I missed “The Book of Mormon” the first time around.
     This production truly is the second coming!
Single tickets for THE BOOK OF MORMON start at $35. To charge by phone, call Denver Center Ticket Services at 303.893.4100. TTY (for Deaf and hard-of-hearing patrons): 303.893.9582. Additionally, tickets may be purchased at the Denver Center Ticket Office, located in the Helen Bonfils Theatre Complex lobby. Buy

Sunday, October 13, 2013

Vintage Theatre: 10/11 – 11/10
     Heartfelt and moving, Vintage Theatre’s production of “Shadowlands” deserves your patronage.
 Lorraine Scott and Craig A Bond have co-directed the show with a tender eye focused on that great inner debate we all have over when to let the head lead and when the heart.
     Here it centers on C.S. Lewis, the philosopher, theologian and author of the Narnia tales as he thinks through the great question of why God allows suffering. As he does he misses or nearly completely misses the gift that keeps knocking at the door to his own heart.
     Verl Hite lends a certain nobility to the role of the reserved writer and provides a strength that is shored up by the understated humor of the writing.
                                      Left to Right: Stephanie Schmidt and Verl Hite

     Stephanie Schmidt provides dynamic contrast to the over-thinking propriety of her English friend. Her ability to be out-spoken without ever appearing sharp or attacking – even when attacked by the philosopher’s friend – draws us in and makes the final scenes more touching than they might otherwise have been.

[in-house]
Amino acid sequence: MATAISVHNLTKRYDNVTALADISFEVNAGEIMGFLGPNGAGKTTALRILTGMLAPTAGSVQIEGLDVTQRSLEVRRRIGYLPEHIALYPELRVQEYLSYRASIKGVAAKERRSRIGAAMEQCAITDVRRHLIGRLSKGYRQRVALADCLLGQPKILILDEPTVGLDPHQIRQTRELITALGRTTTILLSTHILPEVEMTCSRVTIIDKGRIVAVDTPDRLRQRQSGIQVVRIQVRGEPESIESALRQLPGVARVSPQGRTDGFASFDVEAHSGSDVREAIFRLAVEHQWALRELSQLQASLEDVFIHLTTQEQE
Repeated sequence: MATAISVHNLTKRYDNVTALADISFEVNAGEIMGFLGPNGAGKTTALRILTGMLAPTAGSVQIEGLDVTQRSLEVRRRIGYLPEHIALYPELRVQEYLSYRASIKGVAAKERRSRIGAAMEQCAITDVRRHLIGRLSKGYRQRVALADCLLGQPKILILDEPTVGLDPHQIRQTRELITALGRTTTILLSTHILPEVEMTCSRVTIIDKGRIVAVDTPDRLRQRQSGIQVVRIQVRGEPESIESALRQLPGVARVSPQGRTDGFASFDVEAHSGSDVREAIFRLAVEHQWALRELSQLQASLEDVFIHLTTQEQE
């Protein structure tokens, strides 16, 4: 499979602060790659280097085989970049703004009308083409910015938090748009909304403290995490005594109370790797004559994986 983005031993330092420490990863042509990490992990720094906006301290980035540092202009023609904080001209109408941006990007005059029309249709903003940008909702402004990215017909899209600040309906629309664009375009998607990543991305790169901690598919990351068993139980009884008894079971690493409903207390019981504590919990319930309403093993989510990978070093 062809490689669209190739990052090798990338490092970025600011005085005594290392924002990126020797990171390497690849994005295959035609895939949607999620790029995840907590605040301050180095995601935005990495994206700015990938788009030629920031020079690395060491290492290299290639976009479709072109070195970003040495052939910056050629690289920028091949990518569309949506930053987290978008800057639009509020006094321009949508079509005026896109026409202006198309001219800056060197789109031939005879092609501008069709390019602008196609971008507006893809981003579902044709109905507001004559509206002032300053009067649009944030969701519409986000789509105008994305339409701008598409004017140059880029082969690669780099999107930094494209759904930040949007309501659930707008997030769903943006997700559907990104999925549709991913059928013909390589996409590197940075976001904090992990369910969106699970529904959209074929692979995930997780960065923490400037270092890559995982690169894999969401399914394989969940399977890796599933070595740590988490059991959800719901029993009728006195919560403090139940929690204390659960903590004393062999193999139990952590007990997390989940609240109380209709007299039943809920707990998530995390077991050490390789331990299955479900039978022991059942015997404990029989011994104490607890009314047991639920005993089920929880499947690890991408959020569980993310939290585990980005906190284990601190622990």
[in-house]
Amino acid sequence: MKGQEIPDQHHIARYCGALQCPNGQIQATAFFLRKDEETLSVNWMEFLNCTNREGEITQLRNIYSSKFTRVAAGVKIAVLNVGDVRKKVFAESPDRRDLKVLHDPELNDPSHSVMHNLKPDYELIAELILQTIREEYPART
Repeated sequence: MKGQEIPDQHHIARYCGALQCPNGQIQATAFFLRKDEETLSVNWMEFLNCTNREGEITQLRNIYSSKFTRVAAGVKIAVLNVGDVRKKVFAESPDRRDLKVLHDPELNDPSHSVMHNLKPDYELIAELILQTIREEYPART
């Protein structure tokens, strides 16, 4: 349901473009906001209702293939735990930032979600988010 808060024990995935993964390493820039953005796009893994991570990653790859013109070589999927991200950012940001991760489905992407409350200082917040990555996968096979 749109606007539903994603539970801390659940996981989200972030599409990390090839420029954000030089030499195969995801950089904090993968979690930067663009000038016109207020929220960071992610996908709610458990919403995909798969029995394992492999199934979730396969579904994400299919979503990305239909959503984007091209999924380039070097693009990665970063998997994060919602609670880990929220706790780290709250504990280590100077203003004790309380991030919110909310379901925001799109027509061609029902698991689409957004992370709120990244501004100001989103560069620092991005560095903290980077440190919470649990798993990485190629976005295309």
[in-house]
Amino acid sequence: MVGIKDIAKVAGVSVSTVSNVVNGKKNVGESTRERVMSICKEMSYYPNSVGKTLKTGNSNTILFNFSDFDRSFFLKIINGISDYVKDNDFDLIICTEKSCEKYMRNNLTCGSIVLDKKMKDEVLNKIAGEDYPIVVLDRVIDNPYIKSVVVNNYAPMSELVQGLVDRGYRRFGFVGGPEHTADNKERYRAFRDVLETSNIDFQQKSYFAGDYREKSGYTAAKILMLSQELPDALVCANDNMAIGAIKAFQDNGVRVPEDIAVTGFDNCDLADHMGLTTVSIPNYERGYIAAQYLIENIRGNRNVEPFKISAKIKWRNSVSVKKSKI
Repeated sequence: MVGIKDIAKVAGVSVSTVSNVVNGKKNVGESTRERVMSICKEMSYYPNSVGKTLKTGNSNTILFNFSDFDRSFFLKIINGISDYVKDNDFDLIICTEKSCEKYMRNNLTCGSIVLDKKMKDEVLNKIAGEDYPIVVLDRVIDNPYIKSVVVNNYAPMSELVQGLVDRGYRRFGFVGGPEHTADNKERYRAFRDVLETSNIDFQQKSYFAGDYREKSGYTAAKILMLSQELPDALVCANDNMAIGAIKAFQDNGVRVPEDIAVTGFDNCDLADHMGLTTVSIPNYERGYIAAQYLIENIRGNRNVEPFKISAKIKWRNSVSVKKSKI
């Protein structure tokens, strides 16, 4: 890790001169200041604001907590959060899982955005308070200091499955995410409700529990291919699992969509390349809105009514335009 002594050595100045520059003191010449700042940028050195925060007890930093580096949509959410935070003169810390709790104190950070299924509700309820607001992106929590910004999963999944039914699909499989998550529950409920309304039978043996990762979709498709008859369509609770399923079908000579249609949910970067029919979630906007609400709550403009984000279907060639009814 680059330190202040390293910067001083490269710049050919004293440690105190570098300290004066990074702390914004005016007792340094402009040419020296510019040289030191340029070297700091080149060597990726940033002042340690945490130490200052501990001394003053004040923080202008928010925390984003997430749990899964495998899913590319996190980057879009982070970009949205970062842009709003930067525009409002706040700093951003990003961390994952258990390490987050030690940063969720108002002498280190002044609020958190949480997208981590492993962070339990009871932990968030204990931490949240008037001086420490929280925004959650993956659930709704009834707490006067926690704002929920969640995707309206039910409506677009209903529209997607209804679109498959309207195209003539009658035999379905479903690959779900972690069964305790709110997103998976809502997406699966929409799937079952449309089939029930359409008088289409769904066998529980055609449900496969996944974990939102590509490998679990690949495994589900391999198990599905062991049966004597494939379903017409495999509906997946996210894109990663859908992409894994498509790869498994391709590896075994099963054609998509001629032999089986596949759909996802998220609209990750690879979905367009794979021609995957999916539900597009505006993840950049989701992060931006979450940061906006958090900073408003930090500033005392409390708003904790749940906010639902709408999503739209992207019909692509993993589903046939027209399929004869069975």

Wade Livingston shines as “Warnie,” C.S. Lewis’ brother. The naturalness of his performance is quiet and assured. One only wishes there could have been a puff of smoke or two from his omnipresent pipe.
                                     Left to Right: Verl Hite and Wade Livingston
                                           Photo credits: DenverMind Media
     Frank Haas’ exquisite lighting design allows for the mundane and the sublime to intermingle.
     Tobias Harding’s scenic design is striking and innovative with its tilt of soaring bookcases flanking the playing space.
      Scott and Bond have provided us as audience with a supporting cast that is a good one and looks so authentic it could be used for any number of Dickens productions. This show touches us deeply.

Oct. 11 - Nov 10
Fri/Sat at 7:30 p.m.; Sun at 2:30 p.m.
$25 ($20 advance)
303-856-7830 or online at www.vintagetheatre.com
Vintage Theatre, 1468 Dayton St., Aurora 80010 Marlowe's Musings

Thursday, October 10, 2013

The Full Monty
Boulder’s Dinner Theatre: 9/6 – 11/9